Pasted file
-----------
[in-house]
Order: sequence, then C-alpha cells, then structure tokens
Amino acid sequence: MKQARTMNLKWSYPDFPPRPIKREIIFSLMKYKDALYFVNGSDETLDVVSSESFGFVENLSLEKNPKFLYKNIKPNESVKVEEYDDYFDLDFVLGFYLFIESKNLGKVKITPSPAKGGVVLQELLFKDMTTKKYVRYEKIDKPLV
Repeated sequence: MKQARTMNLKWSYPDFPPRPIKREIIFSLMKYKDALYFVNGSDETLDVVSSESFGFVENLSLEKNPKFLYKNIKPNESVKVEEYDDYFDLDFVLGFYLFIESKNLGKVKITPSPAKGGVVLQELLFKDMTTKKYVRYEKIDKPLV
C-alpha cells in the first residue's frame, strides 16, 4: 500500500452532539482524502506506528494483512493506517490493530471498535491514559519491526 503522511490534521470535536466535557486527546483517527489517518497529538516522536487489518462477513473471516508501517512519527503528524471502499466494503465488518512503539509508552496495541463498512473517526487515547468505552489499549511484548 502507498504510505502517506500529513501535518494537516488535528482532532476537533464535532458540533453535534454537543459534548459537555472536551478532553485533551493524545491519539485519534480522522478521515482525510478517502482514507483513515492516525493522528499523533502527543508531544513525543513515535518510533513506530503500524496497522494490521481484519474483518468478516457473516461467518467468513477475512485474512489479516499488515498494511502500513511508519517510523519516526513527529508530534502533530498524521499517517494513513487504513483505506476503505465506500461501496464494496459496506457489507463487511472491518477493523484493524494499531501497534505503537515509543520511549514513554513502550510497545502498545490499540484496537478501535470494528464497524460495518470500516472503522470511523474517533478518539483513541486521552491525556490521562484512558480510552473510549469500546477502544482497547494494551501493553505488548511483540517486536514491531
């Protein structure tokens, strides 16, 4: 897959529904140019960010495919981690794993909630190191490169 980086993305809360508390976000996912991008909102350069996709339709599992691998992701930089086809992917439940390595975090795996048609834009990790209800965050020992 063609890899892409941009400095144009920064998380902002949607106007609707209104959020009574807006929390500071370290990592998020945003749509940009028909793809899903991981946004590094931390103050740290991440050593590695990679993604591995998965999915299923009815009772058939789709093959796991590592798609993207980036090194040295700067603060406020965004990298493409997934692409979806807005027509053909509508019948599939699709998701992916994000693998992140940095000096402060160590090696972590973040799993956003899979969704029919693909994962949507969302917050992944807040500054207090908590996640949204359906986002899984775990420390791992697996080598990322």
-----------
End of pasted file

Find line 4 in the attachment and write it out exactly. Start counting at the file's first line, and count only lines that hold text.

Repeated sequence: MKQARTMNLKWSYPDFPPRPIKREIIFSLMKYKDALYFVNGSDETLDVVSSESFGFVENLSLEKNPKFLYKNIKPNESVKVEEYDDYFDLDFVLGFYLFIESKNLGKVKITPSPAKGGVVLQELLFKDMTTKKYVRYEKIDKPLV